Each week, WhisperNumber.com conducts a markets confidence survey. In our recent investor survey, The Wisdom Tree Middle East Dividend (NASDAQ:GULF) continued to have an "extreme" confidence reading. An under-confident or low percentage result indicates an oversold market where strength can be expected. An over-confident or high percentage result indicates an overbought market where weakness can be expected. (In other words, data requires contrarian interpretation.)
The Wisdom Tree Middle East Dividend fund falls under the Diversified Emerging Markets category. Financials (39%), communication (35%), and industrials (16%) comprise the bulk of the assets in GULF.
In 2012, we had two extreme readings (indicating strength) for the Middle East region. The first reading was gained in our January 6, 2012 survey. At that time, GULF traded near the 14.45 mark. The oversold trend lasted until January 23, 2012, when GULF was trading at 14.41. This resulted in a loss of 0.2%.
The second reading was gained in our February 3, 2012 survey. At that time, GULF traded near the 14.90 mark. The oversold trend lasted until April 30, 2012, when GULF was trading at 15.25. This resulted in a gain of 2.3%.
Our most recent extreme market confidence reading was gained in our October 12, 2012 survey. At that time, confidence dropped to a low of 0.0% (indicating no investor confidence in the market). This matched the 52-week low (with the 52-week high at 4.0%). At that time, GULF traded near the 14.57 mark. The oversold trend continues through today, with GULF trading near 16.20. So far, this a gain of 11.2%.
A number of our regional confidence readings tend to fall out favor (or out of sight) with the investors and traders that participate in our surveys. The Middle East region is often seen as too volatile to gain attention from an investing standpoint.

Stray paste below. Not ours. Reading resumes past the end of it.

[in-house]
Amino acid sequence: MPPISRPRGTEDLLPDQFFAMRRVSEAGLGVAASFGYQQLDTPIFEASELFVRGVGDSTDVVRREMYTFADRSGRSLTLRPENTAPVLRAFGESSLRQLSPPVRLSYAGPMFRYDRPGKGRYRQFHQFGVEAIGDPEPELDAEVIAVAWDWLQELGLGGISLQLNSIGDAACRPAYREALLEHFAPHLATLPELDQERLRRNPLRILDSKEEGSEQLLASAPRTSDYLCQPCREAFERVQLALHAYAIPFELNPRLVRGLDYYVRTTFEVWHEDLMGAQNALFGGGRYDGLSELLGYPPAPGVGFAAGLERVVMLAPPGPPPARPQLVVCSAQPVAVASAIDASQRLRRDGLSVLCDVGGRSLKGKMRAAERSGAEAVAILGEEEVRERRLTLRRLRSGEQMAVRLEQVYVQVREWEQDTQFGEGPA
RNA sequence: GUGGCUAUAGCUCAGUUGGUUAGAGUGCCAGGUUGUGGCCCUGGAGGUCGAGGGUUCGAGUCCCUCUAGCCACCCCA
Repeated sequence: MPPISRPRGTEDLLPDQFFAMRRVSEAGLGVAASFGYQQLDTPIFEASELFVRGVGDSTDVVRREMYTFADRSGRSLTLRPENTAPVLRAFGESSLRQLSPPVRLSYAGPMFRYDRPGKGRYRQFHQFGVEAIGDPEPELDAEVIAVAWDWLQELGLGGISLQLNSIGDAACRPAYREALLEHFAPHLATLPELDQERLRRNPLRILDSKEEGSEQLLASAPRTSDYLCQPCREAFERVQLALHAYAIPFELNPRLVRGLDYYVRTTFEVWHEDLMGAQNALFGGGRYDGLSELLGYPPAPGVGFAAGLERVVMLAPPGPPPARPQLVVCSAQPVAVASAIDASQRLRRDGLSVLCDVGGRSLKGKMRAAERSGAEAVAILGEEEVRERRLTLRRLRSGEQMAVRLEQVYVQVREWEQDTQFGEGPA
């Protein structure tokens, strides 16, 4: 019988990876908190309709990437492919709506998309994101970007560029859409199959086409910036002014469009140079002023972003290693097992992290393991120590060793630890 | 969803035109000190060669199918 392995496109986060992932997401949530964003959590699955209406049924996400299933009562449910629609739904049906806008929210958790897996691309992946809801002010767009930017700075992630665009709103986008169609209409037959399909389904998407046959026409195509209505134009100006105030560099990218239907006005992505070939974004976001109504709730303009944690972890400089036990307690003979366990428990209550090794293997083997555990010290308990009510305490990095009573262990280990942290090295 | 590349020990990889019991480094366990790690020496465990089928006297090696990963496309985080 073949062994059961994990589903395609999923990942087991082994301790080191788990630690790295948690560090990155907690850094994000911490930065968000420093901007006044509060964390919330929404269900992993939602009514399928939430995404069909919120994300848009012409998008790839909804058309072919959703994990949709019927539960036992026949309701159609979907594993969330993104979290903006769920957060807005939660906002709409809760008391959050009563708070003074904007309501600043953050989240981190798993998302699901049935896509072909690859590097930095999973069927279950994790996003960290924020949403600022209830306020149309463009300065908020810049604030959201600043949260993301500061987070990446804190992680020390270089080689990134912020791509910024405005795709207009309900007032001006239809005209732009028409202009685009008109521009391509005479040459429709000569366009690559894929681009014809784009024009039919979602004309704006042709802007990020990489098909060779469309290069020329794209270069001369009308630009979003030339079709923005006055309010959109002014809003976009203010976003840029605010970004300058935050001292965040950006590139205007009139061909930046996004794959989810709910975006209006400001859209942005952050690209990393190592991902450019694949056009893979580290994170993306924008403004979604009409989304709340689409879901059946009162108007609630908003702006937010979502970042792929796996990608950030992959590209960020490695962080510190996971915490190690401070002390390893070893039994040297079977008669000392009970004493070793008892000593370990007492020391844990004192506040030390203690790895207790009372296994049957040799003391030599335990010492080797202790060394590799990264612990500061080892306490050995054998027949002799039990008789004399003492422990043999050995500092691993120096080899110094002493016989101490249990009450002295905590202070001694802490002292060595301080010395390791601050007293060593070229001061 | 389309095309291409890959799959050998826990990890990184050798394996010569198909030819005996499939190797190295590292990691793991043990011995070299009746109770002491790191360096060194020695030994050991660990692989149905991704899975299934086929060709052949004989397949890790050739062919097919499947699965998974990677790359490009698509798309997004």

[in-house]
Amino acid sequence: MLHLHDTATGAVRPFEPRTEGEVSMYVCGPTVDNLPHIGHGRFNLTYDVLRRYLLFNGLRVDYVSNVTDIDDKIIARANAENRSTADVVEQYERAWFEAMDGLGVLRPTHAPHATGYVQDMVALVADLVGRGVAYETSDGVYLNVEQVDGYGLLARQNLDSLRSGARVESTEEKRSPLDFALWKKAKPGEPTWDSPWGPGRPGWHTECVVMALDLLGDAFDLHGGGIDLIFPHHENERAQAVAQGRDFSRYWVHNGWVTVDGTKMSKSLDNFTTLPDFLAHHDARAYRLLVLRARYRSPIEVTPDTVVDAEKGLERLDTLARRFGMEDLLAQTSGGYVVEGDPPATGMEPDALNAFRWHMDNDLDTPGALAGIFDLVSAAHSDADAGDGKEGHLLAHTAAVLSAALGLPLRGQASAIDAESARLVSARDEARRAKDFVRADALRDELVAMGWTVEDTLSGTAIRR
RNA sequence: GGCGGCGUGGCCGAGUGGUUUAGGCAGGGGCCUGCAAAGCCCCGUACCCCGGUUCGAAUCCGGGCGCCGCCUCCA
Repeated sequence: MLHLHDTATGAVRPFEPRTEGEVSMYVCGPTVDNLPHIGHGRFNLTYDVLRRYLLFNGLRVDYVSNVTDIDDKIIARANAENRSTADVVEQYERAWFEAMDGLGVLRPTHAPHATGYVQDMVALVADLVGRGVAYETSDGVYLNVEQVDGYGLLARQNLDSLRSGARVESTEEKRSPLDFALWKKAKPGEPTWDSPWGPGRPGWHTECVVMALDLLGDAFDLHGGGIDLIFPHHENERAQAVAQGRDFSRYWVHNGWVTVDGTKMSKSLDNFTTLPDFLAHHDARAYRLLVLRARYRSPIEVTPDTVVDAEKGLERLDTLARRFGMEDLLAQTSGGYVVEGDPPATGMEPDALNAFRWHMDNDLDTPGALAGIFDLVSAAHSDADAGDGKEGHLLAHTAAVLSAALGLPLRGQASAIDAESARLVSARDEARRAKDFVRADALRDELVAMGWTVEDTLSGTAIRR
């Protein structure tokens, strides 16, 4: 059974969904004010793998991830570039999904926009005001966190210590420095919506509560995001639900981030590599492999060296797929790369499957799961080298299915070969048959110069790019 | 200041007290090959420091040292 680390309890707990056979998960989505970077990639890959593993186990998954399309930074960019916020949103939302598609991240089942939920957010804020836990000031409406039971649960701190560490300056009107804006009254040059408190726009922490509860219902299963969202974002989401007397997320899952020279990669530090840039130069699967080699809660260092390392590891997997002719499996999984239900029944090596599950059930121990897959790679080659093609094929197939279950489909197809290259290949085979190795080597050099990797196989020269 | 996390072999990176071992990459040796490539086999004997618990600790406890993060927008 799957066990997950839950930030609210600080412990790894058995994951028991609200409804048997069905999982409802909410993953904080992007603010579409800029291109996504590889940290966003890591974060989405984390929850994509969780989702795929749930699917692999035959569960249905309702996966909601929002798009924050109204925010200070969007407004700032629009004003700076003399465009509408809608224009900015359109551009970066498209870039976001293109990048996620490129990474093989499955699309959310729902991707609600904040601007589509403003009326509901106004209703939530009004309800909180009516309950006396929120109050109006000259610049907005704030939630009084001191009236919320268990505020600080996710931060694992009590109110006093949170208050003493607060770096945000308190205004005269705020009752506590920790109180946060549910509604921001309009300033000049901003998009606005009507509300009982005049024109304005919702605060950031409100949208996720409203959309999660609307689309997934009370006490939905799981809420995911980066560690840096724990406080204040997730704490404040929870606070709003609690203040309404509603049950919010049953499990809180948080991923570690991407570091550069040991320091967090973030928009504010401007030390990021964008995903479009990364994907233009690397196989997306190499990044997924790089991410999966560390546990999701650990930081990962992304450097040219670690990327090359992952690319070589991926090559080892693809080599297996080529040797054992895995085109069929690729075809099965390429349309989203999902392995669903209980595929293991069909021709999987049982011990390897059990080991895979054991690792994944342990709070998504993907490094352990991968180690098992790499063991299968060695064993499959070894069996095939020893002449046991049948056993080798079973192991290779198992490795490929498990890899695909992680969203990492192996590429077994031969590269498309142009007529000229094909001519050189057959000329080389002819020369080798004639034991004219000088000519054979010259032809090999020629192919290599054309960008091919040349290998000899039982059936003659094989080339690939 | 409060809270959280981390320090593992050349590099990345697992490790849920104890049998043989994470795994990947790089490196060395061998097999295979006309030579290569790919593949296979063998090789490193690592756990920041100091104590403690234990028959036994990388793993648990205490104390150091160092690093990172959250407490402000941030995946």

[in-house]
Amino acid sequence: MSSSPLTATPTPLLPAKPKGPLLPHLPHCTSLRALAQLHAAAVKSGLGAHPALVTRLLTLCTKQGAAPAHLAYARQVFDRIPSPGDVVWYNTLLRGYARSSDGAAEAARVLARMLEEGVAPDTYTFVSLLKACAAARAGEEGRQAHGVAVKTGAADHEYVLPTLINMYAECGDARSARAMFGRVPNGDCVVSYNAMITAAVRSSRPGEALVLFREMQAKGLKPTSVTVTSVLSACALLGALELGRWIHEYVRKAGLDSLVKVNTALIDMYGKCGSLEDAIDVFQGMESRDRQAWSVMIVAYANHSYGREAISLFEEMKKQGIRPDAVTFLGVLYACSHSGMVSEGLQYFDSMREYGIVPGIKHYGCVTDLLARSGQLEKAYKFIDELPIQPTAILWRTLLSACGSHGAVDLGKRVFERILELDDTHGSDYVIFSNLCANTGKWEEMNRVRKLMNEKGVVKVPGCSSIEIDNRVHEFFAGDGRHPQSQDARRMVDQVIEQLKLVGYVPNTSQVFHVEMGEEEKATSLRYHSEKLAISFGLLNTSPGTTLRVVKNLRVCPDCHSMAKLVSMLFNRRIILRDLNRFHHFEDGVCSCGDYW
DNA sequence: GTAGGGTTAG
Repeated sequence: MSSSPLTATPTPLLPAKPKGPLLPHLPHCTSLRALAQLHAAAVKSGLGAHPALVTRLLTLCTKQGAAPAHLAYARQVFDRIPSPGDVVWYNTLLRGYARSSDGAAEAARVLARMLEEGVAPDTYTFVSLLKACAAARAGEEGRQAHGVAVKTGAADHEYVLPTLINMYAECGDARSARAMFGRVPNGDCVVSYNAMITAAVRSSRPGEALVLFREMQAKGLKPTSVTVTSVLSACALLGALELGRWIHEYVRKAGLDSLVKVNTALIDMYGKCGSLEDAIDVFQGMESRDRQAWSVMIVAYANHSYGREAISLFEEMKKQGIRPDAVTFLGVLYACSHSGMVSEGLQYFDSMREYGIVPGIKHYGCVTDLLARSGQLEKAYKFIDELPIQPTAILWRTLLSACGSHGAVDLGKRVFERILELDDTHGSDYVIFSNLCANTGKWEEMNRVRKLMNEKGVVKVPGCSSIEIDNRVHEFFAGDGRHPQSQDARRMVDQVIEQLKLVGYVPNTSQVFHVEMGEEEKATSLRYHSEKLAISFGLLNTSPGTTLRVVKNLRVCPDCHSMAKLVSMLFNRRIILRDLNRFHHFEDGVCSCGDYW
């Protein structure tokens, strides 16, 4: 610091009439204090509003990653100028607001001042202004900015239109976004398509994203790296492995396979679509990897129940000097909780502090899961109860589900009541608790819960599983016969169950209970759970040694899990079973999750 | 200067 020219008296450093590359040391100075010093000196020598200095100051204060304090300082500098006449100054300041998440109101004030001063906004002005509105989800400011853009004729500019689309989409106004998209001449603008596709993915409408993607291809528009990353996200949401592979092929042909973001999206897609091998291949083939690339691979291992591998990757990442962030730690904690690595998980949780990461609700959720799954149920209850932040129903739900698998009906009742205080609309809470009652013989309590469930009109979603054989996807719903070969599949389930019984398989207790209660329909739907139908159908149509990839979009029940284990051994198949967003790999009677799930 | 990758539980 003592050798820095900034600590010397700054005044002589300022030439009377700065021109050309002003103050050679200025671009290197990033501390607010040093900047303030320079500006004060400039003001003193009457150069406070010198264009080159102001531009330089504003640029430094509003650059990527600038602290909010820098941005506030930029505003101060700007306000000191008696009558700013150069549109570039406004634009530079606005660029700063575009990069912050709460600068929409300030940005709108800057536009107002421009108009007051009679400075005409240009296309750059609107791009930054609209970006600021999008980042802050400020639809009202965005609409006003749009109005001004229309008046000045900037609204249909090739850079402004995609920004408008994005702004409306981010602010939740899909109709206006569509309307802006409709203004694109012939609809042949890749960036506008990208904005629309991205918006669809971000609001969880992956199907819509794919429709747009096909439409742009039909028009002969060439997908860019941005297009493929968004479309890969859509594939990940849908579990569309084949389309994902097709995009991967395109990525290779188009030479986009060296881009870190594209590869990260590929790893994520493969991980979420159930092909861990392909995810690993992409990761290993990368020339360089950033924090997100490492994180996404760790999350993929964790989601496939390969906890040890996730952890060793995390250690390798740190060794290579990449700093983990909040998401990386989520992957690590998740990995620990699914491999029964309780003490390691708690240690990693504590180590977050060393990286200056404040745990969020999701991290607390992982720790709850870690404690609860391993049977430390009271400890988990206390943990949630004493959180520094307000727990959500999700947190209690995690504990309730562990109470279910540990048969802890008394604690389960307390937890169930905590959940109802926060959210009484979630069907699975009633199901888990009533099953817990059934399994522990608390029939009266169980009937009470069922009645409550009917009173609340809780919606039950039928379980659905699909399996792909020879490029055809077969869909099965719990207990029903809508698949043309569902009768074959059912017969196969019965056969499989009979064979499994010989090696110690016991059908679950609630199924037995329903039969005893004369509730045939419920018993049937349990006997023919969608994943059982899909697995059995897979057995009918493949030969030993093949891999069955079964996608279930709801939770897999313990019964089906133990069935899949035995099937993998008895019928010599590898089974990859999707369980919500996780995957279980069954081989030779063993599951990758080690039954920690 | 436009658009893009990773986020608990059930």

Although the first two readings yielded a minimal net return, the continuation of a 0% confidence rating for the Middle East regional markets continues to indicate the potential for additional market strength.
WhisperNumber.com conducts weekly surveys to its registered userbase of individual investors. We've been conducting these surveys since 2002. Each survey, on average, receives over 1,100 responses from our participants.
The premise of each question is: How confident are you about the future of the market? This question is asked of the general market (Dow, S&P), 11 market sectors, 12 Exchange Traded Funds, 10 Global Regions, and three Bonds markets.
We look to see where the "herd" is headed, and take the opposite route. The "herd" (in this case, actual investors) is usually chasing a market higher or lower. In some cases, chasing the market does yield positive results, but in most cases, chasing a market ends up in losses. Analysis of our data concluded we were taking a snapshot of sentiment that indicated the opposite of actual market moves. Thus, it required contrarian interpretation in order to be accurate.
The responses collected from these surveys are presented in the Market Whispers Market Confidence Report. The responses are percentage-based, but also include a simple overbought, oversold, or neutral tag, along with basic commentary. An over-confident or high percentage result indicates an overbought market where weakness can be expected. An under-confident or low percentage result indicates an oversold market where strength can be expected.
To determine the oversold, overbought, and neutral ranges, we've analyzed the past 52 weeks' high and low confidence readings for a given market, with an analysis of historical price movement to determine cut-off points.
All trading involves risk and the information presented is not intended to be a recommendation of any kind.
Disclosure: I have no positions in any stocks mentioned, and no plans to initiate any positions within the next 72 hours. I wrote this article myself, and it expresses my own opinions. I am not receiving compensation for it (other than from Seeking Alpha). I have no business relationship with any company whose stock is mentioned in this article.